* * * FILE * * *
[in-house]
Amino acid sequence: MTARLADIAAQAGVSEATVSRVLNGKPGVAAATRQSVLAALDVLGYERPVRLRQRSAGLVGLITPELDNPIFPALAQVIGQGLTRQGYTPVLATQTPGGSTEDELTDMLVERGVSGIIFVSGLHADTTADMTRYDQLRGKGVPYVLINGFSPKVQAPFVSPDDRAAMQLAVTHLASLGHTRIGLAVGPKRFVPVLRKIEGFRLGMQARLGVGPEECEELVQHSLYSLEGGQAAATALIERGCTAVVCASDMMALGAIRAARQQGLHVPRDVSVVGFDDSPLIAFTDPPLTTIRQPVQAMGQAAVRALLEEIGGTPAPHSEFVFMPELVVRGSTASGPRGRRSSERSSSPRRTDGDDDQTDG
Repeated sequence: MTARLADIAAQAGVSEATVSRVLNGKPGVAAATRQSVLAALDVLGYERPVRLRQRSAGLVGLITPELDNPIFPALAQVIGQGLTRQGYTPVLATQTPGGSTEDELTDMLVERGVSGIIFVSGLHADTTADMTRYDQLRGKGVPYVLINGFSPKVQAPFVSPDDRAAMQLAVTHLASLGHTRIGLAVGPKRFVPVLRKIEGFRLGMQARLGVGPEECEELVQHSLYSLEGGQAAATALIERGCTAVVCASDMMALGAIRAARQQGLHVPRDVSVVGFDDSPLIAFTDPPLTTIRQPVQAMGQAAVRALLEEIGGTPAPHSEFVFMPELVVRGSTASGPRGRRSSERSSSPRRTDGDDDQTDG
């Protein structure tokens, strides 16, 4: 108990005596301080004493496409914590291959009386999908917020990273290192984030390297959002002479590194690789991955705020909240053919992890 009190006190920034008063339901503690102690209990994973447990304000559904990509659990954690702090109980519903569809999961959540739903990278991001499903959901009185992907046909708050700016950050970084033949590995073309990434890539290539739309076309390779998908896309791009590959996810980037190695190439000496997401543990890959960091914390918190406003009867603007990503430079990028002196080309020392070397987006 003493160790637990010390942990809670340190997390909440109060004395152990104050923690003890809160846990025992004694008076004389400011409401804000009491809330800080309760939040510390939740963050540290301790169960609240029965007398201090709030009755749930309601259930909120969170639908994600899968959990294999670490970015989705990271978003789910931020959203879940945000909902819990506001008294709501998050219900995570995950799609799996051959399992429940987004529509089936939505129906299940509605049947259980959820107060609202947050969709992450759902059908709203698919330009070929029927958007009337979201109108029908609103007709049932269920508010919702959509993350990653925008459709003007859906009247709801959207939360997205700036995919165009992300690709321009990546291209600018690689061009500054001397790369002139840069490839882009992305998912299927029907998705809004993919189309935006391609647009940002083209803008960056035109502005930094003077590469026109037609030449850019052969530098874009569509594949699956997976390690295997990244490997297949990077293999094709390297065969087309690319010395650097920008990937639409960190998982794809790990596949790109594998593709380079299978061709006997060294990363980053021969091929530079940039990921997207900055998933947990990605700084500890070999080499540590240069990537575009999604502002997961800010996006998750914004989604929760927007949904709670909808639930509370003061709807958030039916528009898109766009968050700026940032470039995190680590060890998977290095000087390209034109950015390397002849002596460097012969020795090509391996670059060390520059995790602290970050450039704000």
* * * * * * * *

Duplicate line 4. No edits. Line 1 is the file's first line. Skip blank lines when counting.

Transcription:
């Protein structure tokens, strides 16, 4: 108990005596301080004493496409914590291959009386999908917020990273290192984030390297959002002479590194690789991955705020909240053919992890 009190006190920034008063339901503690102690209990994973447990304000559904990509659990954690702090109980519903569809999961959540739903990278991001499903959901009185992907046909708050700016950050970084033949590995073309990434890539290539739309076309390779998908896309791009590959996810980037190695190439000496997401543990890959960091914390918190406003009867603007990503430079990028002196080309020392070397987006 003493160790637990010390942990809670340190997390909440109060004395152990104050923690003890809160846990025992004694008076004389400011409401804000009491809330800080309760939040510390939740963050540290301790169960609240029965007398201090709030009755749930309601259930909120969170639908994600899968959990294999670490970015989705990271978003789910931020959203879940945000909902819990506001008294709501998050219900995570995950799609799996051959399992429940987004529509089936939505129906299940509605049947259980959820107060609202947050969709992450759902059908709203698919330009070929029927958007009337979201109108029908609103007709049932269920508010919702959509993350990653925008459709003007859906009247709801959207939360997205700036995919165009992300690709321009990546291209600018690689061009500054001397790369002139840069490839882009992305998912299927029907998705809004993919189309935006391609647009940002083209803008960056035109502005930094003077590469026109037609030449850019052969530098874009569509594949699956997976390690295997990244490997297949990077293999094709390297065969087309690319010395650097920008990937639409960190998982794809790990596949790109594998593709380079299978061709006997060294990363980053021969091929530079940039990921997207900055998933947990990605700084500890070999080499540590240069990537575009999604502002997961800010996006998750914004989604929760927007949904709670909808639930509370003061709807958030039916528009898109766009968050700026940032470039995190680590060890998977290095000087390209034109950015390397002849002596460097012969020795090509391996670059060390520059995790602290970050450039704000």